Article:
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Giving the next generation of Native youth a chance to know their culture and develop their resilience gives me hope. They keep me young!

Today I want to introduce you to the four main programs Indigenous Peoples Task Force offers young people.

Can you make a donation in support of our youth? This has been an unusual year and support from individual donors helps us respond to the unexpected and be there for our youth when they need us most.
I’m also very happy to report that in 2021 we anticipate beginning construction on our new building which will bring all these programs under one roof and give space for our growing staff. Thanks to the State’s bonding bill we have nearly reached our fundraising goal. Please reach out to me if you would like to make a capital gift.

Chi Migwetch,

Sharon M. Day, Ojibwe

Ikidowin (Peer Education and Acting Ensemble)

The Ikidowin youth program teaches sexual health, healthy relationships, and consent through the use of theater art. Youth have the opportunity to enact situations through theater to practice using the skills and knowledge they learned and to teach others this knowledge as well. Theater can remove barriers of awkwardness and de-stigmatize many of these topics, empowering youth to develop leadership skills, oral communication skills and problem solving skills.

Waybinagay (substance abuse prevention)

Waybinagay is a commercial tobacco, alcohol and drugs prevention and cessation program for Indigenous youth and young adults ages 11-26. It focuses specifically on restoring honor to the sacred plant, Asemaa (tobacco). Waybinagay uses an 8-session curriculum to educate youth on the ceremonial and cultural significance of Asemaa and reconnect them with traditional medicine. Waybinagay is part of a larger vision to return first medicines to native peoples and restore generational knowledge pathways through youth education.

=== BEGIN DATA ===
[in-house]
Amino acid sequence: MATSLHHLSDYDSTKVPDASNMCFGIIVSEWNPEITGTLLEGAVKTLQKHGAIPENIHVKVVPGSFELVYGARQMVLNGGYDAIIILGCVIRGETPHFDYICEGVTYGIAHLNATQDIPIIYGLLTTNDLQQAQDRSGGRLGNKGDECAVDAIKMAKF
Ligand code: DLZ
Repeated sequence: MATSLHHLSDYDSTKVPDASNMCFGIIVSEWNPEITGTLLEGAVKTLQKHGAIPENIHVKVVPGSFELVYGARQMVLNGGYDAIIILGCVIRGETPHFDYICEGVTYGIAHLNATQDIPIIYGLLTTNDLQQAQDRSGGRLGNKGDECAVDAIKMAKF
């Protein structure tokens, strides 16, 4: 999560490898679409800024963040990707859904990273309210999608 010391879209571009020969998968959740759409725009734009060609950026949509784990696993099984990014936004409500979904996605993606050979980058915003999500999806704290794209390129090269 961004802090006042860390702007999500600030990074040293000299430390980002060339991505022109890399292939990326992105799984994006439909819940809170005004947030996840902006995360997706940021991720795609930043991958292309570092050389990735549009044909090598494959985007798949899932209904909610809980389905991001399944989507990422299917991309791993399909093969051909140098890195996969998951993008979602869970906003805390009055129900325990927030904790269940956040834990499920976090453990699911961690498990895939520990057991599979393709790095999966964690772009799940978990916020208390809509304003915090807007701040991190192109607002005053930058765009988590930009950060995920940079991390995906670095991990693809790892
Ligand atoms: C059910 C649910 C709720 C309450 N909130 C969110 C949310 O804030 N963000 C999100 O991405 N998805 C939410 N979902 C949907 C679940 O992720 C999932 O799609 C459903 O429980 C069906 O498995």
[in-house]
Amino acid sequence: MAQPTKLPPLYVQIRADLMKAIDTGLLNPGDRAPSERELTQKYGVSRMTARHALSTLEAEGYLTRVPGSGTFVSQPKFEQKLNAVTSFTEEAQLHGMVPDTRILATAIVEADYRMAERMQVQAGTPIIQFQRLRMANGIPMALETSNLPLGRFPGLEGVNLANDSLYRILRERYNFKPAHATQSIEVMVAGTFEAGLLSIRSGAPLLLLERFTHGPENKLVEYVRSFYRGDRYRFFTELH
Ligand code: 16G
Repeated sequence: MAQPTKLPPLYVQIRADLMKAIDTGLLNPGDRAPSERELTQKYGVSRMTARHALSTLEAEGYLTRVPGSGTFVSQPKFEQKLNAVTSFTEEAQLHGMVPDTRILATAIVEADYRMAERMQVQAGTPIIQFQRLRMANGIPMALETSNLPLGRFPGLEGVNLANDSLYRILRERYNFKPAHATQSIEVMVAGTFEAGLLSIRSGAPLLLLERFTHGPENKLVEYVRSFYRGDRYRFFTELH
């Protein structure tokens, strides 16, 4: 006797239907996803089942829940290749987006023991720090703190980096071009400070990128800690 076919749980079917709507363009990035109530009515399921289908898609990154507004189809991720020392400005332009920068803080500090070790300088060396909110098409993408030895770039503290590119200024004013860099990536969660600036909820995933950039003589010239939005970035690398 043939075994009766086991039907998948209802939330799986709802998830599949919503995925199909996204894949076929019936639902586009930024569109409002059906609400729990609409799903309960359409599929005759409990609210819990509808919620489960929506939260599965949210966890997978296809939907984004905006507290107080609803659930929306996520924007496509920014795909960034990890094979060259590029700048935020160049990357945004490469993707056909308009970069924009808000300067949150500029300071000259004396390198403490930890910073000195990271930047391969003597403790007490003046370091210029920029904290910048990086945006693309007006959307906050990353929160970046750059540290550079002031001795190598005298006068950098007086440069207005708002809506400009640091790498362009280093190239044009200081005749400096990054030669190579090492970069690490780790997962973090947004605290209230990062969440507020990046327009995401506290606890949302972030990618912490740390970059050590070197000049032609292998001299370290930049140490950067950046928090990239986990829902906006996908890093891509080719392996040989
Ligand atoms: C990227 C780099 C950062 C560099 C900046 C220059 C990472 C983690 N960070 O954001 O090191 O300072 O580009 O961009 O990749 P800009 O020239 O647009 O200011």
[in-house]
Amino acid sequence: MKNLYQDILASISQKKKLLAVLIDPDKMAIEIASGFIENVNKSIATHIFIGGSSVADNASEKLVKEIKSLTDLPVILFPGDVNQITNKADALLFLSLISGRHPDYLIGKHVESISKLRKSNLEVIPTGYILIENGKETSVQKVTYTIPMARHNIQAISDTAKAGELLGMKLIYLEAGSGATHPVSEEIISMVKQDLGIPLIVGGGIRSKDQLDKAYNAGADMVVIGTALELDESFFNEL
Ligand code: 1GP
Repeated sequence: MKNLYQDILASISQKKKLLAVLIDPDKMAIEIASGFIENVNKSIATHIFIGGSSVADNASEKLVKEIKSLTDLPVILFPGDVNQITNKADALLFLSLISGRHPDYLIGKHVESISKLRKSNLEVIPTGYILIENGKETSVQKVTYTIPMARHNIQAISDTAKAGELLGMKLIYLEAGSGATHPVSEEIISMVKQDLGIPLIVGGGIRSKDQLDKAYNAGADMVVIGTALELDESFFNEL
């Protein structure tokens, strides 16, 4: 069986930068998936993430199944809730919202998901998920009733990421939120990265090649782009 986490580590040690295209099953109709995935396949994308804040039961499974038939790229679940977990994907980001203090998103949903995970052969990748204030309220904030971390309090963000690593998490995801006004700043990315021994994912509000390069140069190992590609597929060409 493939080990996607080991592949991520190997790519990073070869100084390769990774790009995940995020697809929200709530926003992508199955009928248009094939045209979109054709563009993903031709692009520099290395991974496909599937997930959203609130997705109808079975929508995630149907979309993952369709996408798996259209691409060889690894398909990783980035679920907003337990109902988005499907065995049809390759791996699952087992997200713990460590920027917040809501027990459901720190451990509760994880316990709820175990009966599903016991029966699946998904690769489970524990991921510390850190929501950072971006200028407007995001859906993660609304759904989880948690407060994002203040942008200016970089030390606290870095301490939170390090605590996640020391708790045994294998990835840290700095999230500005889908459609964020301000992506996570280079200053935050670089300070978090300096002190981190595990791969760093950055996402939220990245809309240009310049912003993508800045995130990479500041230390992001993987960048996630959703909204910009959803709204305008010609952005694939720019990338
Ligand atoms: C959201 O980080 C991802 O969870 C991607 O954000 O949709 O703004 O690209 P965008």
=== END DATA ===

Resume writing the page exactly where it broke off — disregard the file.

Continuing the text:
Keep the Fire Alive (KTFA) (suicide prevention)

KTFA is a substance abuse and mental health awareness program that rebuilds connections through creativity, hands-on learning, cultural activities, and field trips. KTFA recognizes how colonization––both historical and modern––manifests in present day trauma in Indigenous youth. Through creative and participatory learning youth learn about depression, stress management, bullying and suicide prevention. Youth have participated in many creative projects, including creating the mural pictured above.

Indigi-Baby Food Project

Indigi-Baby is a sustainable food project that attempts to address disproportionately high rates of chronic illnesses in Indigenous children. We aim to increase access to and availability of baby food made from traditional Indigenous food, such as squash, wild rice, and berries and to pass on teachings to youth. We are ramping up to hire and train native youth on sustainable food production, manufacturing, packaging, and marketing of Indigi-Baby products. Our curriculum also incorporates how spirituality and ceremony are part of decolonizing our food system and building food sovereignty.
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1335 E 23rd St,
Minneapolis, MN 55404